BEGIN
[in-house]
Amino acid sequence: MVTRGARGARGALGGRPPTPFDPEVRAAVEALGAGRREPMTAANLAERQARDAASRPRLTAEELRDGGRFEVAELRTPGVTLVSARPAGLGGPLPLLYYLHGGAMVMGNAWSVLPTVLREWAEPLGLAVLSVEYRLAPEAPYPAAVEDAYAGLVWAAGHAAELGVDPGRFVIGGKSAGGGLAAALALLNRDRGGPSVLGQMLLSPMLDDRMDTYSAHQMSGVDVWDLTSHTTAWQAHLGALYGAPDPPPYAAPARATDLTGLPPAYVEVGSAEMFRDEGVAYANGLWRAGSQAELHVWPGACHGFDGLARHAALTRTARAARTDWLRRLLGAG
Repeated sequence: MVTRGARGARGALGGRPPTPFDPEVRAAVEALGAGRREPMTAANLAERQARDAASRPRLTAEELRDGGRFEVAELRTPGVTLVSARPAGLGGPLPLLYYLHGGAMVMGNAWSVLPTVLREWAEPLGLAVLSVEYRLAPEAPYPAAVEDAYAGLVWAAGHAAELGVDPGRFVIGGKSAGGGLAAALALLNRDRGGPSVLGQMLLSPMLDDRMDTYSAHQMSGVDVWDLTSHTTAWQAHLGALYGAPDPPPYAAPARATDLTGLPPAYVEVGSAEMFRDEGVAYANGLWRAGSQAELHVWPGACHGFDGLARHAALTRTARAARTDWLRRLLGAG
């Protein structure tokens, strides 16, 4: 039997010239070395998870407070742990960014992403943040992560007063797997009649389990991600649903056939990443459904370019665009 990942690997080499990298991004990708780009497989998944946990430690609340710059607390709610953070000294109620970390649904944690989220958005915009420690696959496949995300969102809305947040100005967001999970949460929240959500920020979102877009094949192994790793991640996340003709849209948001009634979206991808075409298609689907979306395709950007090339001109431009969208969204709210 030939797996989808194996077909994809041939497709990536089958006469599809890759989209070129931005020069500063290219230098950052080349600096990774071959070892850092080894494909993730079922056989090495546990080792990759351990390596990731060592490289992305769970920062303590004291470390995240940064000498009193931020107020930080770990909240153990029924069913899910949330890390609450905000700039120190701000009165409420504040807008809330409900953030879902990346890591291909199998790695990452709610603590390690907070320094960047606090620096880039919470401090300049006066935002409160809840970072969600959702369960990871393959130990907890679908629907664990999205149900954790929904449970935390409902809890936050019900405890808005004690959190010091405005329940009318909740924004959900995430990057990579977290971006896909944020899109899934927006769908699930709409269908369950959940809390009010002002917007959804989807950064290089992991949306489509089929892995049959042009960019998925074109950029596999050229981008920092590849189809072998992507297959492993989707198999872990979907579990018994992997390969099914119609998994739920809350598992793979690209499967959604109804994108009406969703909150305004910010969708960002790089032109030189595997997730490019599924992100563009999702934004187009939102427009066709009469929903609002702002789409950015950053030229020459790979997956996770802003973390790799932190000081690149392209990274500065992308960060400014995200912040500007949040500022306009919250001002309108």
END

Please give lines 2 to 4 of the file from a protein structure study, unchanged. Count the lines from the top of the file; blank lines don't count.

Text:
Amino acid sequence: MVTRGARGARGALGGRPPTPFDPEVRAAVEALGAGRREPMTAANLAERQARDAASRPRLTAEELRDGGRFEVAELRTPGVTLVSARPAGLGGPLPLLYYLHGGAMVMGNAWSVLPTVLREWAEPLGLAVLSVEYRLAPEAPYPAAVEDAYAGLVWAAGHAAELGVDPGRFVIGGKSAGGGLAAALALLNRDRGGPSVLGQMLLSPMLDDRMDTYSAHQMSGVDVWDLTSHTTAWQAHLGALYGAPDPPPYAAPARATDLTGLPPAYVEVGSAEMFRDEGVAYANGLWRAGSQAELHVWPGACHGFDGLARHAALTRTARAARTDWLRRLLGAG
Repeated sequence: MVTRGARGARGALGGRPPTPFDPEVRAAVEALGAGRREPMTAANLAERQARDAASRPRLTAEELRDGGRFEVAELRTPGVTLVSARPAGLGGPLPLLYYLHGGAMVMGNAWSVLPTVLREWAEPLGLAVLSVEYRLAPEAPYPAAVEDAYAGLVWAAGHAAELGVDPGRFVIGGKSAGGGLAAALALLNRDRGGPSVLGQMLLSPMLDDRMDTYSAHQMSGVDVWDLTSHTTAWQAHLGALYGAPDPPPYAAPARATDLTGLPPAYVEVGSAEMFRDEGVAYANGLWRAGSQAELHVWPGACHGFDGLARHAALTRTARAARTDWLRRLLGAG
């Protein structure tokens, strides 16, 4: 039997010239070395998870407070742990960014992403943040992560007063797997009649389990991600649903056939990443459904370019665009 990942690997080499990298991004990708780009497989998944946990430690609340710059607390709610953070000294109620970390649904944690989220958005915009420690696959496949995300969102809305947040100005967001999970949460929240959500920020979102877009094949192994790793991640996340003709849209948001009634979206991808075409298609689907979306395709950007090339001109431009969208969204709210 030939797996989808194996077909994809041939497709990536089958006469599809890759989209070129931005020069500063290219230098950052080349600096990774071959070892850092080894494909993730079922056989090495546990080792990759351990390596990731060592490289992305769970920062303590004291470390995240940064000498009193931020107020930080770990909240153990029924069913899910949330890390609450905000700039120190701000009165409420504040807008809330409900953030879902990346890591291909199998790695990452709610603590390690907070320094960047606090620096880039919470401090300049006066935002409160809840970072969600959702369960990871393959130990907890679908629907664990999205149900954790929904449970935390409902809890936050019900405890808005004690959190010091405005329940009318909740924004959900995430990057990579977290971006896909944020899109899934927006769908699930709409269908369950959940809390009010002002917007959804989807950064290089992991949306489509089929892995049959042009960019998925074109950029596999050229981008920092590849189809072998992507297959492993989707198999872990979907579990018994992997390969099914119609998994739920809350598992793979690209499967959604109804994108009406969703909150305004910010969708960002790089032109030189595997997730490019599924992100563009999702934004187009939102427009066709009469929903609002702002789409950015950053030229020459790979997956996770802003973390790799932190000081690149392209990274500065992308960060400014995200912040500007949040500022306009919250001002309108």